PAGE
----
At first glance, this painting seemed like it should have had a lot of color but there was this overall smoggy, dark look. In fact, you can see by the cleaning test on the upper left side that the original colors are extremely different/brighter. This oil on canvas painting’s surface is very grimy; imagine the walls of your home if you didn’t paint them for 80 years! Add to that a moderately yellowed varnish leaving the original colors dim and darker than the artist had originally intended and the painting looking nothing like it is supposed to.
Besides needing a cleaning, towards the lower left side of the painting, there is a tear which also means there is flaking paint. Fortunately, though, this tear is not in a main focal point of the painting. As it is, the small tear won’t impact the value of this $15,000.00 painting. But if it had been in a focal area or disturbed a main subject matter, it would have. Conservation professionals are not appraisers and it’s actually not ethical according to our national code of ethics to give values to clients in order get the work approved.
The treatments will include repairing the tear, consolidating or stabilizing the flaking, cleaning the grime layer and the varnish layers, fill with gesso any spots of missing paint where it flaked and then to inpaint the loss so you can’t see where the damage used to be. After restoration the painting will have brighter colors, enhanced depth of field, the tear will disappear and the varnish will look even and clear.
In this case, the total cost was $1,380.00. But that number could vary, a lot, buy the difficulty of the removal of the grime and varnish, the sensitivity to solvents of the original paint, the size of the rip, the amount of lost paint, whether there are cracks in the paint layers that need to be laid down and more. So, as you can see, each project is a custom job. There is no per square inch pricing that someone can give you over the phone.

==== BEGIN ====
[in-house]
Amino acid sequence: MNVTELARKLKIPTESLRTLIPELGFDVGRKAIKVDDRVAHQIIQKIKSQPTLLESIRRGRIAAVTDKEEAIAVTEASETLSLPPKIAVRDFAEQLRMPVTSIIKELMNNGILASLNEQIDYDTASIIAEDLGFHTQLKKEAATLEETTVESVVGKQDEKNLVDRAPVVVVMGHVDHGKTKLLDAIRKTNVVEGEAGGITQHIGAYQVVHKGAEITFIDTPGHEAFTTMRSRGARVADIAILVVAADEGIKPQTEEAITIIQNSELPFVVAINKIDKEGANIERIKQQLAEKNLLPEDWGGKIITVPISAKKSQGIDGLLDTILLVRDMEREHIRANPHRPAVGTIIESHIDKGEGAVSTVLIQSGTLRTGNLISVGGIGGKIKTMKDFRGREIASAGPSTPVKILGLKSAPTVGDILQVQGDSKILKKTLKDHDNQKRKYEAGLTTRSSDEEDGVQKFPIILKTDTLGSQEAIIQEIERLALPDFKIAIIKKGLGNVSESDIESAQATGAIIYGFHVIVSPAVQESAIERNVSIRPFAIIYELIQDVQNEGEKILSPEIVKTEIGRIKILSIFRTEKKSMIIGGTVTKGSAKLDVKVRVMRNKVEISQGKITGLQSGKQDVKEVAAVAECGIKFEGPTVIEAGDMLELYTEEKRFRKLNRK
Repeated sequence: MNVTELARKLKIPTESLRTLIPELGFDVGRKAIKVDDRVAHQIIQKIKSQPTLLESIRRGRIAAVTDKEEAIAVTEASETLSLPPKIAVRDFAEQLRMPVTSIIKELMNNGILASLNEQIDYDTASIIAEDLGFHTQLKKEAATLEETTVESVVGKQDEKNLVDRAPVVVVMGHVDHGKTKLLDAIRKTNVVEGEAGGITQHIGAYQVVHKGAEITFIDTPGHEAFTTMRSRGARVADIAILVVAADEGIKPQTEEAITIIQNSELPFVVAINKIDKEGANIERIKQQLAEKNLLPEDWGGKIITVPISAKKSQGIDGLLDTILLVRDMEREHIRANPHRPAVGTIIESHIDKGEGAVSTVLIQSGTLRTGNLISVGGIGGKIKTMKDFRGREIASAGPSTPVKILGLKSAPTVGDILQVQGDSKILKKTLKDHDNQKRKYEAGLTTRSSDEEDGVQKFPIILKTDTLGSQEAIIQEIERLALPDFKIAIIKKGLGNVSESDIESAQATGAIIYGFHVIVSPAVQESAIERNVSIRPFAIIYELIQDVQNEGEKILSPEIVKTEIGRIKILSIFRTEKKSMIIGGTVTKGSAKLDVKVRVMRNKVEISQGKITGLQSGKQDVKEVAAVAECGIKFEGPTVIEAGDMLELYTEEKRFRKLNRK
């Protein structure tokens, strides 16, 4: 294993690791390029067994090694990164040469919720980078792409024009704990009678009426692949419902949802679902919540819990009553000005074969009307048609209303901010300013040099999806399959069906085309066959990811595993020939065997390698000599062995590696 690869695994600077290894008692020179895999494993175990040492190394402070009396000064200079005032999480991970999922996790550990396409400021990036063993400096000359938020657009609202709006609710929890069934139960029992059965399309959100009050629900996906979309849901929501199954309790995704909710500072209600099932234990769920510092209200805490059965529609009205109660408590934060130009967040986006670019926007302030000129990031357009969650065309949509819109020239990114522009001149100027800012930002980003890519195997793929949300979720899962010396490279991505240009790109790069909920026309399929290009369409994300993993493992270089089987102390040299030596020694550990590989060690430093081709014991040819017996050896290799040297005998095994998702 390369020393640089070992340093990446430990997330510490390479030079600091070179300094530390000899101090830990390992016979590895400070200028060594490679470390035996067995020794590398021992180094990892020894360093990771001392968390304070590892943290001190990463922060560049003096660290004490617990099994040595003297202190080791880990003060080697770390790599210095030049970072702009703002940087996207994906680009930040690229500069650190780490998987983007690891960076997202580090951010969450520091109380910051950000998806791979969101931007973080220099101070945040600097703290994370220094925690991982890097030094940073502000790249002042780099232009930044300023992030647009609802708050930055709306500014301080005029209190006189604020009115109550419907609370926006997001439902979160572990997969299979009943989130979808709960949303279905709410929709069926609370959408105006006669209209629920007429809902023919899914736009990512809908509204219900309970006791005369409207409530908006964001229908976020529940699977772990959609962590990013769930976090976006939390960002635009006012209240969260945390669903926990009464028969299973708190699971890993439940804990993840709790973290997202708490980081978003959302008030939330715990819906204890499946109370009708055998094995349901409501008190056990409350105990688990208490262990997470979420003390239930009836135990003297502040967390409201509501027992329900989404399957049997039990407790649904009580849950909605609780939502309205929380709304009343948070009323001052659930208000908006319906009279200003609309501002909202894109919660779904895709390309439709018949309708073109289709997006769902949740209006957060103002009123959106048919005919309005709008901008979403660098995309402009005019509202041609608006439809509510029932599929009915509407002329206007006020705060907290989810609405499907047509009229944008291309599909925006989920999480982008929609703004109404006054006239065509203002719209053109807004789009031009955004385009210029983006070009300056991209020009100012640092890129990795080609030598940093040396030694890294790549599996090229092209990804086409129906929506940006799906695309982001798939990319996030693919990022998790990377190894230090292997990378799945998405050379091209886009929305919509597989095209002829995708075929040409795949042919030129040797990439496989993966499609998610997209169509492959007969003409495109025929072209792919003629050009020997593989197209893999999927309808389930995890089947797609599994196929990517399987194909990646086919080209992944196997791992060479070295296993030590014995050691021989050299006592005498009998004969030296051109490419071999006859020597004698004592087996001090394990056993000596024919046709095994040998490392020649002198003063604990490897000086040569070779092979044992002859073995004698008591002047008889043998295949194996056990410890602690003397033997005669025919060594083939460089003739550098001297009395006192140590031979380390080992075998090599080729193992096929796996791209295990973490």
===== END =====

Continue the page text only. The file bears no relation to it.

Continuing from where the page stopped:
If someone is willing to give you a per square inch price, then they are smoothing over unseen problems instead of correcting them. They also may be just doing whatever it takes to make the painting “look” better but ignoring important issues that impact long term preservation. You also may have to settle for inferior workmanship.
Let me give you a hypothetical example: Let’s say the painting in the photo above were estimated for you at $500.00 to do everything. Is that a good deal? Here’s what you would get for your money:
1. The restorer would wipe down the surface of the painting with a rag to remove the grime only (not including the varnish). Because the painting now looks brighter, you will see a big difference and think its clean when actually there’s another disfiguring layer of varnish still left behind.
2. The rip can be patched instead of the fibers “rewoven” and “welded” together.
3. Then a smear of putty over the lost paint and a repainting of the ripped area with a broad brush possibly adding a bush or two to help camouflage the retouching. This will confuse the eye and obliterate the rip.
4. A new varnish makes it all look fresh and new.
1. The painting is not as clean and colorful as it could be.
2. The patch will cause a bulge in the future, look unsightly and cause flaking
3. The overabundance of retouching that does not respect the artist’s original work impacts the value. If it is done in oil and dries harder than the original painting, it will not be able to be removed in the future without damaging the artwork.
This quick example is worth gold to you when you evaluate previous restorations (when buying) and when having your artwork restored. Here’s a link to a valuable analytical tool you can carry with you to help you see previous restorations: www.tipsforartcollectors.org/blacklight-package.
As the curator of your collections, caveat emptor.
Questions about conservation/restoration? Call us toll free at 888-704-7757
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Also see: www.tipsforartcollectors.org
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